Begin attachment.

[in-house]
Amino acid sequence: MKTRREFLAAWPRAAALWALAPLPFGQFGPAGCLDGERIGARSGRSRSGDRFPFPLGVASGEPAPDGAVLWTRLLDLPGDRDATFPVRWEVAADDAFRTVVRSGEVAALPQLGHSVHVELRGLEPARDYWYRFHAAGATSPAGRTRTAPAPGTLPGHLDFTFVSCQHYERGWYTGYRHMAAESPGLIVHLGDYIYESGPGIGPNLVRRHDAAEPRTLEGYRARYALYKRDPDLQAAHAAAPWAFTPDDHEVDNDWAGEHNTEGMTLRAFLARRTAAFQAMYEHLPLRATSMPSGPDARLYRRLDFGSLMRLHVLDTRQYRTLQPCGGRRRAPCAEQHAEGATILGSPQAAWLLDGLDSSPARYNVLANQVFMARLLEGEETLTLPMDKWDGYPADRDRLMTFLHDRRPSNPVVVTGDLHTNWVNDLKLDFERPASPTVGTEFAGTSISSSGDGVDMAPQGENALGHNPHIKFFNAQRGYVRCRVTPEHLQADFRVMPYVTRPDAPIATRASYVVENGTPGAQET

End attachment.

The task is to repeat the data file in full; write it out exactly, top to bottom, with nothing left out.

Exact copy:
[in-house]
Amino acid sequence: MKTRREFLAAWPRAAALWALAPLPFGQFGPAGCLDGERIGARSGRSRSGDRFPFPLGVASGEPAPDGAVLWTRLLDLPGDRDATFPVRWEVAADDAFRTVVRSGEVAALPQLGHSVHVELRGLEPARDYWYRFHAAGATSPAGRTRTAPAPGTLPGHLDFTFVSCQHYERGWYTGYRHMAAESPGLIVHLGDYIYESGPGIGPNLVRRHDAAEPRTLEGYRARYALYKRDPDLQAAHAAAPWAFTPDDHEVDNDWAGEHNTEGMTLRAFLARRTAAFQAMYEHLPLRATSMPSGPDARLYRRLDFGSLMRLHVLDTRQYRTLQPCGGRRRAPCAEQHAEGATILGSPQAAWLLDGLDSSPARYNVLANQVFMARLLEGEETLTLPMDKWDGYPADRDRLMTFLHDRRPSNPVVVTGDLHTNWVNDLKLDFERPASPTVGTEFAGTSISSSGDGVDMAPQGENALGHNPHIKFFNAQRGYVRCRVTPEHLQADFRVMPYVTRPDAPIATRASYVVENGTPGAQET